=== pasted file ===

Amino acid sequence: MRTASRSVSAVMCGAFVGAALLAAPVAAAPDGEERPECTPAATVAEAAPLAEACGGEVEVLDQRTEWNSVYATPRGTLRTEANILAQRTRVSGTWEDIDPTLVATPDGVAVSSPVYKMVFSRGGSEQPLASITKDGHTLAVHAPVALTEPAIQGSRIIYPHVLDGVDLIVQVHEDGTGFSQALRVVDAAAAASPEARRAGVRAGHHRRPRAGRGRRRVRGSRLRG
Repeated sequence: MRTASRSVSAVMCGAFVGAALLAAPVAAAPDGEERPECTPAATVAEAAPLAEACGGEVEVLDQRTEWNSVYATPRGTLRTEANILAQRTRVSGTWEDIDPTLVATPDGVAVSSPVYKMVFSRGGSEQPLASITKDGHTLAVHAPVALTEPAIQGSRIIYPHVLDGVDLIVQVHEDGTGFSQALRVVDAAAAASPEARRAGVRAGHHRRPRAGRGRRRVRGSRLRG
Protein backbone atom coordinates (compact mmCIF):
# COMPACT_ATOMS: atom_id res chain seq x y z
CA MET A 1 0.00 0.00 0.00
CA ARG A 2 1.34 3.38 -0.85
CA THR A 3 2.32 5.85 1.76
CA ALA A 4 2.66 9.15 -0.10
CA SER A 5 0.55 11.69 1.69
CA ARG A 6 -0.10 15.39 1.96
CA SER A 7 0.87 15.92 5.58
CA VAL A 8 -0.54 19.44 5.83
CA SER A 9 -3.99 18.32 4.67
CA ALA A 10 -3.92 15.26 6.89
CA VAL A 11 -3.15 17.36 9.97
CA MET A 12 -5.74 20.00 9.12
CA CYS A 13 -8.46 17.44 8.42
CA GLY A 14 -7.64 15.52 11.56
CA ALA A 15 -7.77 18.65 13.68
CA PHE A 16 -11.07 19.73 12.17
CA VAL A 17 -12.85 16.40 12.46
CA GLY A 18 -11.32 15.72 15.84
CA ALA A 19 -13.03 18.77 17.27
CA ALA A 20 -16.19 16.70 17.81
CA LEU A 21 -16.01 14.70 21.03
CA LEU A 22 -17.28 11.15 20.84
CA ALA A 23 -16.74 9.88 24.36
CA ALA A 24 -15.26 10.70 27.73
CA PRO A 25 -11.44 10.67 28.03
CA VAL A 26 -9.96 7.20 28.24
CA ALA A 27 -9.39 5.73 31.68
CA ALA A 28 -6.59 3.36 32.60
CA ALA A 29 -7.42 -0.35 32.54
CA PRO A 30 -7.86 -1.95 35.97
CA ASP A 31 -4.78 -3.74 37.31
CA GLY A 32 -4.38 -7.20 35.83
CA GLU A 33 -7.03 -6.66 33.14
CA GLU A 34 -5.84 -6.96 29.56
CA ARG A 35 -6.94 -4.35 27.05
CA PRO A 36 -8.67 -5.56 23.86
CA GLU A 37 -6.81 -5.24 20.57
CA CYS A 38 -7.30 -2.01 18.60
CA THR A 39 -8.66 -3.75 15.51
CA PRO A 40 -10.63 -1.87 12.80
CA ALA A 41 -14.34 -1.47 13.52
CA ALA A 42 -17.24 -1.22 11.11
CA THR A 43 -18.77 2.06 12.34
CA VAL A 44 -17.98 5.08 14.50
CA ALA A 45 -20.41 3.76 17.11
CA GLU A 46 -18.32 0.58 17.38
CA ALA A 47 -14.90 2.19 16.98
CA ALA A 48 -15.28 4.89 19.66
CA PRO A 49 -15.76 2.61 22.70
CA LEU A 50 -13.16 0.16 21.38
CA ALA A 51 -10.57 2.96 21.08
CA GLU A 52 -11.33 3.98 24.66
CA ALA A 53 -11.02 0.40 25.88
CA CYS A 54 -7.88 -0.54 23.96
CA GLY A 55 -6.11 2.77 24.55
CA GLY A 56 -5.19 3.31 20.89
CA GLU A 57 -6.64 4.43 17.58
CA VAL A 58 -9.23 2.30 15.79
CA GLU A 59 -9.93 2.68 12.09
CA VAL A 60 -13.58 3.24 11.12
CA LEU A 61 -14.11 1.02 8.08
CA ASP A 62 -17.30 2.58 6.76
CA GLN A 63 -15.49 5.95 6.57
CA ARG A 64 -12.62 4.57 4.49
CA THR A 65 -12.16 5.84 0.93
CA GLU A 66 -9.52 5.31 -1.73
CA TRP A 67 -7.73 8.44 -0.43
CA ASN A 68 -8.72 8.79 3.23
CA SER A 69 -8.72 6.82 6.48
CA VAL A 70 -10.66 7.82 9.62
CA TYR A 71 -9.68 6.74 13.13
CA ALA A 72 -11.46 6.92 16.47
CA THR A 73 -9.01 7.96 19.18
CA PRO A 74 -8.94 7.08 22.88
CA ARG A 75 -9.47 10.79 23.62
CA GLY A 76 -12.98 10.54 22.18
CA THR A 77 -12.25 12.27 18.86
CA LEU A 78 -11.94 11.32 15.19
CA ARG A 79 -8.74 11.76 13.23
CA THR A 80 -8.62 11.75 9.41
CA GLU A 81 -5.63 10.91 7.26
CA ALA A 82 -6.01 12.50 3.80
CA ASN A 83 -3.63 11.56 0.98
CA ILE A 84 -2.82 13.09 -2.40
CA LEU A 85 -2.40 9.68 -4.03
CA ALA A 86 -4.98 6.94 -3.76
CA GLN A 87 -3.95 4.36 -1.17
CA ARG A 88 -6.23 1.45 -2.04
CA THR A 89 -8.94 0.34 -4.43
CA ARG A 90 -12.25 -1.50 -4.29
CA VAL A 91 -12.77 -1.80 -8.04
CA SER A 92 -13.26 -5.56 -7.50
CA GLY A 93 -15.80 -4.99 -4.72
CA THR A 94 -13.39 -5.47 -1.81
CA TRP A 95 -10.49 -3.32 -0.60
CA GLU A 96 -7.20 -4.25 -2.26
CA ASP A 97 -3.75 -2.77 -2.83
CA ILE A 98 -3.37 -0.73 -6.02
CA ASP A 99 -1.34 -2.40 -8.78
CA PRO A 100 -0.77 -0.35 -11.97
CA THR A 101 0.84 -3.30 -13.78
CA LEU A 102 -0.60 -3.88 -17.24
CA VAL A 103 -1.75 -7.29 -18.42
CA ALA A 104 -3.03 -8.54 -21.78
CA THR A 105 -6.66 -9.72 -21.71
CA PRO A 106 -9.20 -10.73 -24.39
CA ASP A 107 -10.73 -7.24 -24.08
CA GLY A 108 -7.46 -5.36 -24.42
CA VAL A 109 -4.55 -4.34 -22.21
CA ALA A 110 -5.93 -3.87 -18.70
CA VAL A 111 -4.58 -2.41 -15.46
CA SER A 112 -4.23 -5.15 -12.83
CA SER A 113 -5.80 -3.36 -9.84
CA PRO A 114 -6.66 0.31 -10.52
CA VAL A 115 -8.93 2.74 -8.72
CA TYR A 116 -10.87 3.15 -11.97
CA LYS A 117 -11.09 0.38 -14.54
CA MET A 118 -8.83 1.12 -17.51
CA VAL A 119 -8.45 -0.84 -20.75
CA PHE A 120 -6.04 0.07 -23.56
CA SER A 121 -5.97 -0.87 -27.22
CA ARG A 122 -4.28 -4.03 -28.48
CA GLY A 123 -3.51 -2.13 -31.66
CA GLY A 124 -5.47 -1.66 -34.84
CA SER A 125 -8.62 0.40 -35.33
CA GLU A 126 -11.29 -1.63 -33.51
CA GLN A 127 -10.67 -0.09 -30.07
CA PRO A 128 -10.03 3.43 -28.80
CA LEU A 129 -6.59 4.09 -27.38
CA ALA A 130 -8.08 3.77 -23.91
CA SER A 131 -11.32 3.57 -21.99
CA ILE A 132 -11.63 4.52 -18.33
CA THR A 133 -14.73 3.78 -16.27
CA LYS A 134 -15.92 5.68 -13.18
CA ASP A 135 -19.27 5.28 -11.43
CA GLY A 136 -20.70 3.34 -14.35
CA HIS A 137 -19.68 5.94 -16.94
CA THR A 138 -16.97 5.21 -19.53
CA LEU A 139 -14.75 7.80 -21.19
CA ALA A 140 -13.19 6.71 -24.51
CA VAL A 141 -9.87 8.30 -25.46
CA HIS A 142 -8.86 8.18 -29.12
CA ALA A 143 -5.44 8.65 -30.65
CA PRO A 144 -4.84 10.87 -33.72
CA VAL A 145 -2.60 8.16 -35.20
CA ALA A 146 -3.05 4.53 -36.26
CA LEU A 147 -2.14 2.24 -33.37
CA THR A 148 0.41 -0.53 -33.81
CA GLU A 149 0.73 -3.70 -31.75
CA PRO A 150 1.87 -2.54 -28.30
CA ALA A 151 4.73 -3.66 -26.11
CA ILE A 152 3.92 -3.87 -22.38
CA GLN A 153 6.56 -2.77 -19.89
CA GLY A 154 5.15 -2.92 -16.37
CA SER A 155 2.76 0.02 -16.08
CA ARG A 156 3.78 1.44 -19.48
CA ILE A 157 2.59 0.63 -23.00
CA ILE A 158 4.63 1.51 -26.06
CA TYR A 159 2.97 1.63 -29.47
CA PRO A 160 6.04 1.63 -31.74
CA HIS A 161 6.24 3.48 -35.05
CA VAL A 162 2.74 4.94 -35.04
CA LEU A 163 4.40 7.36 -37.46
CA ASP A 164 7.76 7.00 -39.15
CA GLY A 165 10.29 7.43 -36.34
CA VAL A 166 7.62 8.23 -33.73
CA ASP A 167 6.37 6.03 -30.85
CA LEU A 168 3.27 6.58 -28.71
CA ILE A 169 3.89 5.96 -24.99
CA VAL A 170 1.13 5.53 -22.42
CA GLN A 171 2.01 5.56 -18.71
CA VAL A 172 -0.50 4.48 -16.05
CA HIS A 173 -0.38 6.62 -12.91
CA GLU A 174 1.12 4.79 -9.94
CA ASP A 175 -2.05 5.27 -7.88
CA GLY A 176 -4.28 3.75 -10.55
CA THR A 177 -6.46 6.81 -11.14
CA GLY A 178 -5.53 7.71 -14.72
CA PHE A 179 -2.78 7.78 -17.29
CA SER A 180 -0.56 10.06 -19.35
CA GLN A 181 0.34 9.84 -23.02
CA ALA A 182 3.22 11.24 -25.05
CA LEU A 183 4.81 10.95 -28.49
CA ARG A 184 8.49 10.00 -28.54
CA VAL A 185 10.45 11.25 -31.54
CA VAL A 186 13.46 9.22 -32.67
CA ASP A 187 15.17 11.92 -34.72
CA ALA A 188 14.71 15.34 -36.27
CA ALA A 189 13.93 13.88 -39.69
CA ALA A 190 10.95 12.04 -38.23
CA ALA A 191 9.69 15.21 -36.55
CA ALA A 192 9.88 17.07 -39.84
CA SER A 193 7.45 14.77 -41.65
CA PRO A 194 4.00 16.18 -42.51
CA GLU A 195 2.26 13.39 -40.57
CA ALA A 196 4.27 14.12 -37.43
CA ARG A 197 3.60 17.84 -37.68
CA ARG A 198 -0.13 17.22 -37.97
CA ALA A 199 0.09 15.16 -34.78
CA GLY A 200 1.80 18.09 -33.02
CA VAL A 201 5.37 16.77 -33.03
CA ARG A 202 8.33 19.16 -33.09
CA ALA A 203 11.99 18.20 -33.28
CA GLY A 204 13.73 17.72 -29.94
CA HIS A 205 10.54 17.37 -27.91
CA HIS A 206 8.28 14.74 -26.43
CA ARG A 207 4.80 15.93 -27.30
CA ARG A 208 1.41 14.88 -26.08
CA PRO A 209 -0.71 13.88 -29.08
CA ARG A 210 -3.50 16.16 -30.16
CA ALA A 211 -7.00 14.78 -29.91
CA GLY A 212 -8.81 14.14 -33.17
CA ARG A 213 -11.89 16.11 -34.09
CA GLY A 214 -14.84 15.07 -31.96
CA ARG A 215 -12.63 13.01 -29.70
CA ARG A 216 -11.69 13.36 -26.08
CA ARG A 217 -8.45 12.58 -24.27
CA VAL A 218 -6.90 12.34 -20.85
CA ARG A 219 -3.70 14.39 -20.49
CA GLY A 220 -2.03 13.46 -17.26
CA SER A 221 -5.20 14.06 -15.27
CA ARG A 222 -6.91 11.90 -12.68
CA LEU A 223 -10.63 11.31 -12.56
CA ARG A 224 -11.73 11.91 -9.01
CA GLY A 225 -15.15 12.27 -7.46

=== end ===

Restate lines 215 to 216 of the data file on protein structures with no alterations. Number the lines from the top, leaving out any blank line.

CA ALA A 211 -7.00 14.78 -29.91
CA GLY A 212 -8.81 14.14 -33.17